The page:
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Conference is over, Labour have a new leader, and it turns out you can’t rely on the weather in Wales. The question, however, is what have we actually learned this week? I say we: I didn’t go to conference. This was in part because I thought on balance finishing my never-ending PhD seemed a greater priority, but also because I knew that whichever Miliband won, the story would be the same. Broadly speaking, those who supported the winner are happy and those who supported the loser aren’t*; an exercise in academic psychology it ain’t. But I also thought that whoever won, there would be the same call to unite behind the leader, to think that the mere process of producing a leader would be a panacea, and that all we have to do now is say the right things and wait for the Coalition to spontaneously self-combust before sweeping into Number 10 with all the smoothness of Roger Moore in a dinner jacket.

The thing is, I think we’re kidding ourselves if we think that the Lib Dems can be easily detached from the Coalition or that the spending cuts in and of themselves will lead to a double digit Labour majority in 2015. In short, the Lib Dems are more invested in this than we give them credit; not only is it patronising to assume that Lib Dem voters are actually just deluded Labour voters or that the Lib Dems are some repository for Old Labour values, it ignores the fundamental ideological point that Liberalism can and does exist distinct from either Social Democracy or Conservatism. The idea that the Lib Dems will simply disappear at the next election is fanciful; besides, the Coalition’s strategy is precisely so masochistic now in order to allow time for pre-election tax cuts later. The strategic and tactical problem for Labour in all of this is that whilst the cuts are taking place we’ll probably enjoy pretty healthy poll leads, and in this context there’ll be an understandable urge to go for a safety-first approach rather than question why we had our worst general election result for generations (and no, I don’t think it was Iraq, tuition fees or electoral reform).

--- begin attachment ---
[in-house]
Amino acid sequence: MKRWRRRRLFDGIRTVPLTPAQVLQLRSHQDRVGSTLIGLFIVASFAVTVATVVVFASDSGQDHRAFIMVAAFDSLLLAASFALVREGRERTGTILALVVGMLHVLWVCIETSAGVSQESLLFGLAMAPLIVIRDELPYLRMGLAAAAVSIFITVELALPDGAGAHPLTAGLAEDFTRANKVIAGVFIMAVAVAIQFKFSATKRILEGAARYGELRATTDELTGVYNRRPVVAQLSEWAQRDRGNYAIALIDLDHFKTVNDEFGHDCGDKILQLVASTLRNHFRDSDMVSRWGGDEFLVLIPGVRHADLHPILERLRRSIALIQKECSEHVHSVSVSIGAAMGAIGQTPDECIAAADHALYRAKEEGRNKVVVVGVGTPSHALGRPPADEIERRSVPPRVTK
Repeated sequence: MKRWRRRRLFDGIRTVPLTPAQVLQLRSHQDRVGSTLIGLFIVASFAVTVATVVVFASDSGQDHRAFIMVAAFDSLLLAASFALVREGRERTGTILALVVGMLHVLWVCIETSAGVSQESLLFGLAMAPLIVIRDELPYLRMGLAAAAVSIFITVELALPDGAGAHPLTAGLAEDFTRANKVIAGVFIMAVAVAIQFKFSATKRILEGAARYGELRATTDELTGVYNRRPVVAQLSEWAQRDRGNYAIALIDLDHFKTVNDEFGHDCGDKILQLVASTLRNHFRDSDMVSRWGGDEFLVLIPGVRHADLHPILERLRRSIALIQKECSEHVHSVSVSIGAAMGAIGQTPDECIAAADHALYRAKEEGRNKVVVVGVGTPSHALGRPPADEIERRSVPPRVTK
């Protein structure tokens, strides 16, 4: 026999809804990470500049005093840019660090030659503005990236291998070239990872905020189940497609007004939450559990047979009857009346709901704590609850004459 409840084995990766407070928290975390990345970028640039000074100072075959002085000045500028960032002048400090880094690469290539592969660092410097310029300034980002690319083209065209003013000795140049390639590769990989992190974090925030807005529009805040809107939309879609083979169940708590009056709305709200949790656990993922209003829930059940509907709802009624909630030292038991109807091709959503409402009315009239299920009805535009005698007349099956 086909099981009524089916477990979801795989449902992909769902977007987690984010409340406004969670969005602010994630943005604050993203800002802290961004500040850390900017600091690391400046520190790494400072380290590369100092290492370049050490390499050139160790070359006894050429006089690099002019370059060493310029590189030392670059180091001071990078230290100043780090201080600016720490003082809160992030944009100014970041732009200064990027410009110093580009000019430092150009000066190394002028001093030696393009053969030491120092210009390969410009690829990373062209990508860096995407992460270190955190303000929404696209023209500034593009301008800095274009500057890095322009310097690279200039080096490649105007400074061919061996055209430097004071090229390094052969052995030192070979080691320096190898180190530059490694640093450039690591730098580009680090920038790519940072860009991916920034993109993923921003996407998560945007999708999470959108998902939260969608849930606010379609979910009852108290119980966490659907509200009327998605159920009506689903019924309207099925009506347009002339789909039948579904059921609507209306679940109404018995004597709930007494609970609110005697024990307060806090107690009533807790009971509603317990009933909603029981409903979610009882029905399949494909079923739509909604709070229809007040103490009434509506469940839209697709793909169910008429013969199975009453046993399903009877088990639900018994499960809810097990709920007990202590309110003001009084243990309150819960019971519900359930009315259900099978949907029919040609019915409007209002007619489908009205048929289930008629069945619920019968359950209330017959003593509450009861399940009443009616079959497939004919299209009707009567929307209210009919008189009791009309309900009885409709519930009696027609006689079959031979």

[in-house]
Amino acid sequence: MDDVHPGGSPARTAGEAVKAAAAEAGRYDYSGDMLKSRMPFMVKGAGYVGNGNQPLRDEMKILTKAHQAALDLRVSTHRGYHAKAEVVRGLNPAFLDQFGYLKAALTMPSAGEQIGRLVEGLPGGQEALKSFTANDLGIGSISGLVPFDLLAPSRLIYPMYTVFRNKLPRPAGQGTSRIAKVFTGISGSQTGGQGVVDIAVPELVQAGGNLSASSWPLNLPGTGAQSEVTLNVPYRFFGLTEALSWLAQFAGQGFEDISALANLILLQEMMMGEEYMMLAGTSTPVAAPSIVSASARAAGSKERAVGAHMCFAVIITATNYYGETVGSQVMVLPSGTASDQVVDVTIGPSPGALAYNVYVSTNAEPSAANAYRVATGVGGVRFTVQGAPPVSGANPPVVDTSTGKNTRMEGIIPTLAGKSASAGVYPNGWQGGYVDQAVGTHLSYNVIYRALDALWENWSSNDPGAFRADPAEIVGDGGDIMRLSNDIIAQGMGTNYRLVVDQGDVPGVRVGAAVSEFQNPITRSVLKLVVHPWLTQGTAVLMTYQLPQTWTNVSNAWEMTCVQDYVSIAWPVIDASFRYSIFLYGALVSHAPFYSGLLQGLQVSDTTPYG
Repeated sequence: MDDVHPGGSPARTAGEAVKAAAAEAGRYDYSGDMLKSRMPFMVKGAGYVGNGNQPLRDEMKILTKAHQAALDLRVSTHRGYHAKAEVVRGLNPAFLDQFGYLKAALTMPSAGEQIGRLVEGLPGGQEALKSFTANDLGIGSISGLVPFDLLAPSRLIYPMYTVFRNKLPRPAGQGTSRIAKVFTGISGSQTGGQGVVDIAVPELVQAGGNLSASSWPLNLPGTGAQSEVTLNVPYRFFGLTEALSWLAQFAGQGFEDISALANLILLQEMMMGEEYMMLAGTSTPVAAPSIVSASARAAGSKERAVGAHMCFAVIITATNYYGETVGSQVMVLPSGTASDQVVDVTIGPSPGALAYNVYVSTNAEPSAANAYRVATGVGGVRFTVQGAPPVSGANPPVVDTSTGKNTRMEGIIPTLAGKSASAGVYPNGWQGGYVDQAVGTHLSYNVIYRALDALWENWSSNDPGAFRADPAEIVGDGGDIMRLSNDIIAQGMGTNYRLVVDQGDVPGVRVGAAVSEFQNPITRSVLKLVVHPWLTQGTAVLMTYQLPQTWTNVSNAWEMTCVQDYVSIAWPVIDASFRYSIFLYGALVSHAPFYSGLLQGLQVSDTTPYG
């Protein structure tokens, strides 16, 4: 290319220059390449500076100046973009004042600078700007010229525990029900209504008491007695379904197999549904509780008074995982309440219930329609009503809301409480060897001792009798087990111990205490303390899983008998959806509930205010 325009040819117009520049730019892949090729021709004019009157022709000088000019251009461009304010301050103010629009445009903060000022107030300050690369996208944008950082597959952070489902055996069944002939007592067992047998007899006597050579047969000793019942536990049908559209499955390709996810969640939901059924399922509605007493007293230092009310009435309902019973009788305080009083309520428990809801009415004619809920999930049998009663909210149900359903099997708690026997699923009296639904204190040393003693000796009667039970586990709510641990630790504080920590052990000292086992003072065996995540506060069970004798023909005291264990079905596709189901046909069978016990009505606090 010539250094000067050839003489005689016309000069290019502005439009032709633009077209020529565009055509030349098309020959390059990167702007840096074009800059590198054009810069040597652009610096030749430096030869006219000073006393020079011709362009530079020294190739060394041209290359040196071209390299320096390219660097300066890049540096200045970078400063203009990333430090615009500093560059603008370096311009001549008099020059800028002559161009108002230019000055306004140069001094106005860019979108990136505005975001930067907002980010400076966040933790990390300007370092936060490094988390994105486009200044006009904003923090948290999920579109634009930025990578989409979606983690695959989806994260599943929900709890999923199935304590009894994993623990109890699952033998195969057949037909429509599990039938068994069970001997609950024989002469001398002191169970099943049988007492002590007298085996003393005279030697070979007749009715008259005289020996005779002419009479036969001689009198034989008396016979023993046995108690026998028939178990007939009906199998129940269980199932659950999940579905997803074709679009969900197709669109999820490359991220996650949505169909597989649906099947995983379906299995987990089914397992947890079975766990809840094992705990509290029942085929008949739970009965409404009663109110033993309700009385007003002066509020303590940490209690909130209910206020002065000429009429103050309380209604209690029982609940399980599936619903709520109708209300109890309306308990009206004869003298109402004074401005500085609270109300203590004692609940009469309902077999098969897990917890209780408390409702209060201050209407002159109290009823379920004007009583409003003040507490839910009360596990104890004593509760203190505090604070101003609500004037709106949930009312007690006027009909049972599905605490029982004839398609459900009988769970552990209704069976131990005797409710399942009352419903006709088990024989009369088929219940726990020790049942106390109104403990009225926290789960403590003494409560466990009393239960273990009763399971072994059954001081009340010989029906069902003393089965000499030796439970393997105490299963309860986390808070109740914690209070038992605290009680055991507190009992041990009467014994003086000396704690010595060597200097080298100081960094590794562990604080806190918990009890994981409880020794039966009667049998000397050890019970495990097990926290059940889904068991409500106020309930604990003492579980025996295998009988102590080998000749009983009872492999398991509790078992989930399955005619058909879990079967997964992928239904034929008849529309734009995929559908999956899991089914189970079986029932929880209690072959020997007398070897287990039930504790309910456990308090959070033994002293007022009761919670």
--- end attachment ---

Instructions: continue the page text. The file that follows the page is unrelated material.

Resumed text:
For my part, I think we’ve underestimated (or worse, wilfully ignored) the concerns of many of the voters we need to be winning over. Whilst it’s now fashionable to talk about building more social housing, there’s not been a whisper on increasing the rate of private home-ownership; this in spite of the fact that most people want to own where they live (and importantly, want their children to be able to do the same). Whilst we mouth concern about the economic impact of immigration, there’s no appreciation that a large part of people’s concern focuses on identity, specifically a sense of identity-crisis amongst the white working class following the demise of heavy industry. And whilst we talk about patriotic duty, many of our activists still sneer at houses draped in the England flag betraying a real cultural dislocation between the party and those we aim to represent.